What this highlights is that when you’re running at a constant speed, especially at full speed, almost all of the force into the ground is vertical. Add more horizontal force, e.g. by overstriding, and your feet would slide right out from under you.

Whattya’ think?


The content of this post does not constitute and is not intended to be a substitute for professional medical advice, diagnosis or treatment. Always seek the advice of a physician or other qualified health provider with any questions or concerns you may have about your health or a medical condition.

6 thoughts on “Proper foot placement when running

  1. Question. If there is no horizontal force…how do you move forward? Reading this and your other article that says you should lift your foot up and place it down under your hips sounds like running in place. There HAS to be something propelling you forward. Where does this occur?

    1. The research shows that the amount of horizontal force generated when you’re AT a consistent speed, is nominal. To get TO that speed, you apply horizontal force. What many people do incorrectly during that acceleration phase, is reach out with their foot and try to PULL the ground, rather than landing with the foot under the center of mass and PUSH (using the hip extensors for what they’re made).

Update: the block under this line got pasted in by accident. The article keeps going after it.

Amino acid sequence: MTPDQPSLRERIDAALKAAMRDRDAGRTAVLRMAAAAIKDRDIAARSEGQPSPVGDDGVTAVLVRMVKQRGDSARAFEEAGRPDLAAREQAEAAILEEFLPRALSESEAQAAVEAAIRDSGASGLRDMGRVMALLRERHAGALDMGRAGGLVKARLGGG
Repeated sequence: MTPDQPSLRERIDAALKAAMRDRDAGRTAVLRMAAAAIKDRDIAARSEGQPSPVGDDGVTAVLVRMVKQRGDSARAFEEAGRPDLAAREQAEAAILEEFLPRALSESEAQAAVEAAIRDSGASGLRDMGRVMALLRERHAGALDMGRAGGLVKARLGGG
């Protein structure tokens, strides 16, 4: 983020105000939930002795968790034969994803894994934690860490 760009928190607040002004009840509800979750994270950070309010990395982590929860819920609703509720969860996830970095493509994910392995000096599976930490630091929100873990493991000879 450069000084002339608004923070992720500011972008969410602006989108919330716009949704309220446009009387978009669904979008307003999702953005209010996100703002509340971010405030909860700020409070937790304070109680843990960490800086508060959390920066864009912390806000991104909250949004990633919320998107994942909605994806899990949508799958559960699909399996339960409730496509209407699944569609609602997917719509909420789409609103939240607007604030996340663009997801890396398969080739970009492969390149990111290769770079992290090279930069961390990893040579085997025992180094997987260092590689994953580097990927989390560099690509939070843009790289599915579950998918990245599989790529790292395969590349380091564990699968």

1. So reaching for a goal of a sub 20 minute 5k, i should still be able to run that pace with no horizontal movement? I just ordered some daylite hikers and prios and have a race in 6 weeks. Just wondering if i should expect to keep my current pace (i currently run with new Balance minimus road zero drop shoes using forefoot strike, but I’m probably overstriding) or if i should expect to take lots of time correcting this.

        1. I wouldn’t try to make any changes for a race that’s 6 weeks out.

          In a 5k, with varying terrain (assuming your not on a track) and changing situations (deciding to pass someone, or someone stepping right in front of you, e.g.), you’re constantly adjusting, you’re not at a constant speed. The point is that in the times when you ARE at a constant speed, you only need apply a TINY amount of horizontal force to the ground to maintain that speed, unless you’re overstriding. If you’re overstriding, each time you land you’re applying braking forces that you then need to overcome with horizontal force … clearly not the most efficient way to run.